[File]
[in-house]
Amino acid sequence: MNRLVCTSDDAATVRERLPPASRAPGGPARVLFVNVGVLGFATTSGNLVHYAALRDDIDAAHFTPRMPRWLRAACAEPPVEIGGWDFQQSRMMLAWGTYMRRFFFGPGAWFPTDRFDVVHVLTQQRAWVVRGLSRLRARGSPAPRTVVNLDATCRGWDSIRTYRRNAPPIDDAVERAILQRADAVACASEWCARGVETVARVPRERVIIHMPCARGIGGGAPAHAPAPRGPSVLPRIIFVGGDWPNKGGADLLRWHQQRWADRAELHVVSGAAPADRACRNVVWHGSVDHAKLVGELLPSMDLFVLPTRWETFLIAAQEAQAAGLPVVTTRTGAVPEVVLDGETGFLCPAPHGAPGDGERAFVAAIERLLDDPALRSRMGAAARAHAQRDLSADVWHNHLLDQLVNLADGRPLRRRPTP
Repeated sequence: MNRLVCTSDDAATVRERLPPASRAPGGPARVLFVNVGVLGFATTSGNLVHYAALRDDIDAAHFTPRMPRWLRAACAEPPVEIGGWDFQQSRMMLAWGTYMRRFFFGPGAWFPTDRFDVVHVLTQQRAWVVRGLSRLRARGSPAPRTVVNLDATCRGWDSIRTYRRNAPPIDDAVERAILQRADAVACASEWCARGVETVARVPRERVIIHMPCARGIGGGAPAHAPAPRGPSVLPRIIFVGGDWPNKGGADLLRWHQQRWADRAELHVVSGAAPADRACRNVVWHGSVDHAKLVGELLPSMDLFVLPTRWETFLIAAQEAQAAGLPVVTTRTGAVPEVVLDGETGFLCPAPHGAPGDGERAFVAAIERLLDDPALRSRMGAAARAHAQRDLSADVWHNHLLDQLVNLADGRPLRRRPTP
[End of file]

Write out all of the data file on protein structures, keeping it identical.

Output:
[in-house]
Amino acid sequence: MNRLVCTSDDAATVRERLPPASRAPGGPARVLFVNVGVLGFATTSGNLVHYAALRDDIDAAHFTPRMPRWLRAACAEPPVEIGGWDFQQSRMMLAWGTYMRRFFFGPGAWFPTDRFDVVHVLTQQRAWVVRGLSRLRARGSPAPRTVVNLDATCRGWDSIRTYRRNAPPIDDAVERAILQRADAVACASEWCARGVETVARVPRERVIIHMPCARGIGGGAPAHAPAPRGPSVLPRIIFVGGDWPNKGGADLLRWHQQRWADRAELHVVSGAAPADRACRNVVWHGSVDHAKLVGELLPSMDLFVLPTRWETFLIAAQEAQAAGLPVVTTRTGAVPEVVLDGETGFLCPAPHGAPGDGERAFVAAIERLLDDPALRSRMGAAARAHAQRDLSADVWHNHLLDQLVNLADGRPLRRRPTP
Repeated sequence: MNRLVCTSDDAATVRERLPPASRAPGGPARVLFVNVGVLGFATTSGNLVHYAALRDDIDAAHFTPRMPRWLRAACAEPPVEIGGWDFQQSRMMLAWGTYMRRFFFGPGAWFPTDRFDVVHVLTQQRAWVVRGLSRLRARGSPAPRTVVNLDATCRGWDSIRTYRRNAPPIDDAVERAILQRADAVACASEWCARGVETVARVPRERVIIHMPCARGIGGGAPAHAPAPRGPSVLPRIIFVGGDWPNKGGADLLRWHQQRWADRAELHVVSGAAPADRACRNVVWHGSVDHAKLVGELLPSMDLFVLPTRWETFLIAAQEAQAAGLPVVTTRTGAVPEVVLDGETGFLCPAPHGAPGDGERAFVAAIERLLDDPALRSRMGAAARAHAQRDLSADVWHNHLLDQLVNLADGRPLRRRPTP